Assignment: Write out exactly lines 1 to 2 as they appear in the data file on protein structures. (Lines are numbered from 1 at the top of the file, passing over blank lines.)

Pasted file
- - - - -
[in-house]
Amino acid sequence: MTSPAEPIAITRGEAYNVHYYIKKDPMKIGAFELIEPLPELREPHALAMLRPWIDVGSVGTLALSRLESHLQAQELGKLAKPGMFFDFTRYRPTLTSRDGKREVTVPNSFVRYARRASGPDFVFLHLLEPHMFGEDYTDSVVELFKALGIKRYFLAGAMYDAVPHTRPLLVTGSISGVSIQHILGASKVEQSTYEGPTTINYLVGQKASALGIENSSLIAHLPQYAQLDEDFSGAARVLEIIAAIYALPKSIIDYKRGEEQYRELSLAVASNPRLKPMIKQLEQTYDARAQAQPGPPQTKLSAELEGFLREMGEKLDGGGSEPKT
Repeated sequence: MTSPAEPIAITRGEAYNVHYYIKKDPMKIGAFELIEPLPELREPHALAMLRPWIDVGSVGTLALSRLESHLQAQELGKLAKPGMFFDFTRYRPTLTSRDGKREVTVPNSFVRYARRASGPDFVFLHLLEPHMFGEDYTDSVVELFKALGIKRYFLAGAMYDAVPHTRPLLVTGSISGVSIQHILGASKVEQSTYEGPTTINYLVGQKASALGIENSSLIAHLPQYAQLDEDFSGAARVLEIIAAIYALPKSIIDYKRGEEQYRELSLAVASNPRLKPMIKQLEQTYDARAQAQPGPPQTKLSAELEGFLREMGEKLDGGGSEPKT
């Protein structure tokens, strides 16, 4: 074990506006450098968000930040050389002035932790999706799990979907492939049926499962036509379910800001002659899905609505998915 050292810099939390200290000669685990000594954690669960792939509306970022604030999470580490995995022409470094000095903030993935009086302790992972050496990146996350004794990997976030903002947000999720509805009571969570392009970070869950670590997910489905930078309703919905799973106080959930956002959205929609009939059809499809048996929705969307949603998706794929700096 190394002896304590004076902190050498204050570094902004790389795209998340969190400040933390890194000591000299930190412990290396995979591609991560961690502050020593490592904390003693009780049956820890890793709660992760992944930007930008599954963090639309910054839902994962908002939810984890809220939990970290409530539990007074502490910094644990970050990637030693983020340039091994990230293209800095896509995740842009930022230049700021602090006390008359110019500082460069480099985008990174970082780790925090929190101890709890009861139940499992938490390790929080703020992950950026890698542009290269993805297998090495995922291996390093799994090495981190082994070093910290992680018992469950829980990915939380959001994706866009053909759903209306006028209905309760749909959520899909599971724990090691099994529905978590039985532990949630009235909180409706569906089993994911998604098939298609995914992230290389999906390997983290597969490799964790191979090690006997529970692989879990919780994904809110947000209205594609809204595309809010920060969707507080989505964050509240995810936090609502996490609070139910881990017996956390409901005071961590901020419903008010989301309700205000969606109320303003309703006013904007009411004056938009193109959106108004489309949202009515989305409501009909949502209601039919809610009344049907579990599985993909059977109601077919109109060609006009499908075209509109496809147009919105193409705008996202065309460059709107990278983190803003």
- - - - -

[in-house]
Amino acid sequence: MTSPAEPIAITRGEAYNVHYYIKKDPMKIGAFELIEPLPELREPHALAMLRPWIDVGSVGTLALSRLESHLQAQELGKLAKPGMFFDFTRYRPTLTSRDGKREVTVPNSFVRYARRASGPDFVFLHLLEPHMFGEDYTDSVVELFKALGIKRYFLAGAMYDAVPHTRPLLVTGSISGVSIQHILGASKVEQSTYEGPTTINYLVGQKASALGIENSSLIAHLPQYAQLDEDFSGAARVLEIIAAIYALPKSIIDYKRGEEQYRELSLAVASNPRLKPMIKQLEQTYDARAQAQPGPPQTKLSAELEGFLREMGEKLDGGGSEPKT